Warning, below is a stream of consciousness dump of what I think it would take to approach this problem given the current state of automation technology.
OH and ESH are strictly event based and there is no technical way to distinguish between a human generated event verses an automatically generated event for the vast majority of technologies.
Without those “rather complicated and error prone” workarounds there simply is no way for these devices to report any distinction between a user initiated action and a system initiated action.
As such the best one can do is infer the source of the event but that isn’t always straight forward either. For example, a number of devices are semi-autonomous (e.g. thermostats). These semi-autonomous devices can make changes based on their own logic or programming. If you are lucky they will report to OH when they make an action but I know of no device that will tell OH the difference between an action it decided to take verses an action that it was directed to take by a human. These sorts of distinctions are simply not built in to the APIs and protocols that these devices use to communicate.
So we are left with:
- for dumb devices like switches, if they generate an event and OH didn’t originate that event, assume it was a human
- for dumb devices like switches that don’t generate events when manually triggered, poll the device for changes or set up some other sensor to detect they were triggered (e.g. power consumption module, light sensor, etc) and use that to determine when the device was triggered and then if the event to trigger the device didn’t originate from OH assume it was was a human
- for smart devices that can take actions on their own, either treat all actions they take autonomously as if they were human generated, or treat none of them as if they were generated by human interaction.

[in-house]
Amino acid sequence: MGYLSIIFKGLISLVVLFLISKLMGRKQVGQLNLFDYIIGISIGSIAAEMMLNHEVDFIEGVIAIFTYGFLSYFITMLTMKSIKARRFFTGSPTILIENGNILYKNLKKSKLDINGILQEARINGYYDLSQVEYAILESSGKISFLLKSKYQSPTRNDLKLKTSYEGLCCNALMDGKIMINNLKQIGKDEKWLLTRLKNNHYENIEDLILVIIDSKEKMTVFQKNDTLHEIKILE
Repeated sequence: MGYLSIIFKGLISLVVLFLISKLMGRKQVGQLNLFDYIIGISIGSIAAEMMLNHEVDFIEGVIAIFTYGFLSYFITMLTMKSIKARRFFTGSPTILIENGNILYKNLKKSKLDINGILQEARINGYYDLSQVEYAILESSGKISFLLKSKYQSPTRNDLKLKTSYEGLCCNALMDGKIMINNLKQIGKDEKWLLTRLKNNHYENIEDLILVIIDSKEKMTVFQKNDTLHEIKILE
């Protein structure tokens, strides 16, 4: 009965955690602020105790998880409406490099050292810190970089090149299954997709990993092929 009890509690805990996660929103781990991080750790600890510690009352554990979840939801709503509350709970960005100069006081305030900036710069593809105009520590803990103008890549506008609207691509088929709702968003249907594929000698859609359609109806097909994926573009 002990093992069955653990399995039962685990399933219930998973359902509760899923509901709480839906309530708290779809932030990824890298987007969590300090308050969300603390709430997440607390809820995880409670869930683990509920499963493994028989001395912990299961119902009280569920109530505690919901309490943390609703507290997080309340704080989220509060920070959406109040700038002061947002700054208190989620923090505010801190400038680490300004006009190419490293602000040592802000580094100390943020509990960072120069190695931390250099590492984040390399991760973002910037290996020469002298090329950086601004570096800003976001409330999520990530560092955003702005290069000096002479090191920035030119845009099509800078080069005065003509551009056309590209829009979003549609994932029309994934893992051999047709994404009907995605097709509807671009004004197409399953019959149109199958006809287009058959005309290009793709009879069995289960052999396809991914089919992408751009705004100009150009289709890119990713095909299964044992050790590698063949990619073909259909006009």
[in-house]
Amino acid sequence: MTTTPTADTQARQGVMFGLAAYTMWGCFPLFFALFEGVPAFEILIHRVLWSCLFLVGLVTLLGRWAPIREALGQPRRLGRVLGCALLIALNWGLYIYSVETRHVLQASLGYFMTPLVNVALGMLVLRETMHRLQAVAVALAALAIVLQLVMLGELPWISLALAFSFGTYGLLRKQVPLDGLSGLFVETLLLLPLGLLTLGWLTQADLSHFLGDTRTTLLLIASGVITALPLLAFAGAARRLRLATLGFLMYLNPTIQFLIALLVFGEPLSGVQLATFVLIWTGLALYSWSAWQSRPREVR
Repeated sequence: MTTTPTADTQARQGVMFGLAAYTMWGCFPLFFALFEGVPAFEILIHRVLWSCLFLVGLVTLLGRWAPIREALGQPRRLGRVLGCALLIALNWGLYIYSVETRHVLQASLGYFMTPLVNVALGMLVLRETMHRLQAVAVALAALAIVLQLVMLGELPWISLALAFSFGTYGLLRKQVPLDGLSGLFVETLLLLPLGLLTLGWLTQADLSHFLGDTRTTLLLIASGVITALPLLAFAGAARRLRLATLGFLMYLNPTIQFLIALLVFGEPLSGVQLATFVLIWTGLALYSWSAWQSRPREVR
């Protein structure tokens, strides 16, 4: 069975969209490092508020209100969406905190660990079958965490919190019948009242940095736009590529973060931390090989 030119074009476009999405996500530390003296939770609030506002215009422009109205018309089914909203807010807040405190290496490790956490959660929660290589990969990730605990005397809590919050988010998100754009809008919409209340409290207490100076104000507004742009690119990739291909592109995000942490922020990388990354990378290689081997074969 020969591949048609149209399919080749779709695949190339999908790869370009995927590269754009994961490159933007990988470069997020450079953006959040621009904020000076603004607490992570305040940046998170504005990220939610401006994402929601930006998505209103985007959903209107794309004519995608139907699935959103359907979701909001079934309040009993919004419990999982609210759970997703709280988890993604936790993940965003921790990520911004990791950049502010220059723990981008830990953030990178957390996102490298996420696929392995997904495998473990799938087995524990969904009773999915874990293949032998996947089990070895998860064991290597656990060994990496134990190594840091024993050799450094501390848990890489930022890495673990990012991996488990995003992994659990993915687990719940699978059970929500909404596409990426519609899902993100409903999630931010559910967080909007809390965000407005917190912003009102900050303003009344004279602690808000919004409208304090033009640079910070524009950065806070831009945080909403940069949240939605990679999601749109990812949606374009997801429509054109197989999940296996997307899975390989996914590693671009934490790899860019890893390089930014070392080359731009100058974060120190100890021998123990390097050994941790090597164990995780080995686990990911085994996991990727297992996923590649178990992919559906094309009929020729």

That is about as far as you can get with the state of technology today. If you go 100% DIY then you can add in the ability to report a distinction between human generated and not.
Given that the automation technologies are not up to the task, what can OH do to support this? The vast array of technologies and the varied behaviors (e.g. some devices ack commands, others do not, some report state changes, others don’t, etc) a single approach to detecting and tracking human verses automated events is probably impossible. But if we narrow the problem space to:
- only allow devices that report state changes that occurred when manually changed
- only allow “smart” devices if their smarts are disabled and all decisions and actions are initiated from OH
then it should be possible, with some modifications to the core, add a parameter to an Item indicating what the source of the last command and update was (i.e. sitemap, rule, or binding). If the source is from a binding then we are halfway to knowing whether the event was human generated or not. Events from the sitemap are by definition human initiated. Events from a rule are by definition computer initiated. Events from the binding…?
In addition to knowing the source of the event you also need to know whether or not a rule or the sitemap was the cause of the event.
Think of each action as a transaction. There is “something” that initiates an event. This can kick off any number of additional events (e.g. flicking one switch which causes events to turn on a bunch of switches). ALL of the events that resulted from that initial event should be considered the same, i.e. human initiated or computer initiated, even if the bulk of them are caused by a rule that is running in response to that initial event from the sitemap.
The more I think about it the less feasible it seems given the current state of the technology and the OH architecture.
So what if we turn the problem on its side. Rather than attempting to distinguish between human and computer generated events one implemented some learning based on the HA’s state. For example, periodically (every minute?) just save all the states then use trending, markov chaining, bayesian nets, neural networks, etc to “learn” how the house is configured at any given moment and to anticipate future desired states based on past states. It could even “ask” before making the changes.
It doesn’t even necessarily have to keep track of the states periodically and instead just store the events as a time series stream of events.
This is something I could see fitting in with the current state of technology and OH architecture. It could be implemented as a binding or external to OH and externally stimulate OH through the REST API or MQTT messaging.
With this approach it doesn’t have to distinguish between human and rule initiated because the distinction doesn’t matter as much in this approach.